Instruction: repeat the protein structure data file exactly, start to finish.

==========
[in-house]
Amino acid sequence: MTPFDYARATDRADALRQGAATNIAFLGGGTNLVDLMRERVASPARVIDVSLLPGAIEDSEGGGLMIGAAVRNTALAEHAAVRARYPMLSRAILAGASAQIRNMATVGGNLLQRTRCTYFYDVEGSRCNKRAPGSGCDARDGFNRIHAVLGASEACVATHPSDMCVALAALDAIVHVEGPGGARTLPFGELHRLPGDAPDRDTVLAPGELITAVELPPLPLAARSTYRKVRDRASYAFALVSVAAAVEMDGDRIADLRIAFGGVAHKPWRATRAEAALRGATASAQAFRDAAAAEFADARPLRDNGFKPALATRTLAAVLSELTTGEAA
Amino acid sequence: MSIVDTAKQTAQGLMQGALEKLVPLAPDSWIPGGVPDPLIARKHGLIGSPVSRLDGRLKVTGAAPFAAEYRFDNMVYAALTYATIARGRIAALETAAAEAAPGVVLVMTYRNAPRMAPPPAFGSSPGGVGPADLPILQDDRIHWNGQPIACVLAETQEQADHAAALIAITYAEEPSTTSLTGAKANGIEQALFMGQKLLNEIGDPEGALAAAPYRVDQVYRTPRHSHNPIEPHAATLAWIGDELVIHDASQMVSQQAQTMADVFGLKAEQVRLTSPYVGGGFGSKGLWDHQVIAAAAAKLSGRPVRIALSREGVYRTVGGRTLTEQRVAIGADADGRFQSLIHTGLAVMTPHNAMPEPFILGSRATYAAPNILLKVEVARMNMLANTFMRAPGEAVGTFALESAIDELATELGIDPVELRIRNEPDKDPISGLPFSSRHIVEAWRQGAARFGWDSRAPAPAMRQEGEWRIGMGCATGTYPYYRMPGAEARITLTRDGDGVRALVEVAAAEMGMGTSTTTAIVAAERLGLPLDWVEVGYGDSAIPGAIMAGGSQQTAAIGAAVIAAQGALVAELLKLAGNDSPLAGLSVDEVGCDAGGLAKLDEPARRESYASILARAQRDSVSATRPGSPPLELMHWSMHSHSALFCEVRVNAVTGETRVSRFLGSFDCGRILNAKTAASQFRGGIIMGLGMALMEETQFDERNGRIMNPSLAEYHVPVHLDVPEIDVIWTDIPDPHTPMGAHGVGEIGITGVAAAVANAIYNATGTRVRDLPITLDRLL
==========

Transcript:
[in-house]
Amino acid sequence: MTPFDYARATDRADALRQGAATNIAFLGGGTNLVDLMRERVASPARVIDVSLLPGAIEDSEGGGLMIGAAVRNTALAEHAAVRARYPMLSRAILAGASAQIRNMATVGGNLLQRTRCTYFYDVEGSRCNKRAPGSGCDARDGFNRIHAVLGASEACVATHPSDMCVALAALDAIVHVEGPGGARTLPFGELHRLPGDAPDRDTVLAPGELITAVELPPLPLAARSTYRKVRDRASYAFALVSVAAAVEMDGDRIADLRIAFGGVAHKPWRATRAEAALRGATASAQAFRDAAAAEFADARPLRDNGFKPALATRTLAAVLSELTTGEAA
Amino acid sequence: MSIVDTAKQTAQGLMQGALEKLVPLAPDSWIPGGVPDPLIARKHGLIGSPVSRLDGRLKVTGAAPFAAEYRFDNMVYAALTYATIARGRIAALETAAAEAAPGVVLVMTYRNAPRMAPPPAFGSSPGGVGPADLPILQDDRIHWNGQPIACVLAETQEQADHAAALIAITYAEEPSTTSLTGAKANGIEQALFMGQKLLNEIGDPEGALAAAPYRVDQVYRTPRHSHNPIEPHAATLAWIGDELVIHDASQMVSQQAQTMADVFGLKAEQVRLTSPYVGGGFGSKGLWDHQVIAAAAAKLSGRPVRIALSREGVYRTVGGRTLTEQRVAIGADADGRFQSLIHTGLAVMTPHNAMPEPFILGSRATYAAPNILLKVEVARMNMLANTFMRAPGEAVGTFALESAIDELATELGIDPVELRIRNEPDKDPISGLPFSSRHIVEAWRQGAARFGWDSRAPAPAMRQEGEWRIGMGCATGTYPYYRMPGAEARITLTRDGDGVRALVEVAAAEMGMGTSTTTAIVAAERLGLPLDWVEVGYGDSAIPGAIMAGGSQQTAAIGAAVIAAQGALVAELLKLAGNDSPLAGLSVDEVGCDAGGLAKLDEPARRESYASILARAQRDSVSATRPGSPPLELMHWSMHSHSALFCEVRVNAVTGETRVSRFLGSFDCGRILNAKTAASQFRGGIIMGLGMALMEETQFDERNGRIMNPSLAEYHVPVHLDVPEIDVIWTDIPDPHTPMGAHGVGEIGITGVAAAVANAIYNATGTRVRDLPITLDRLL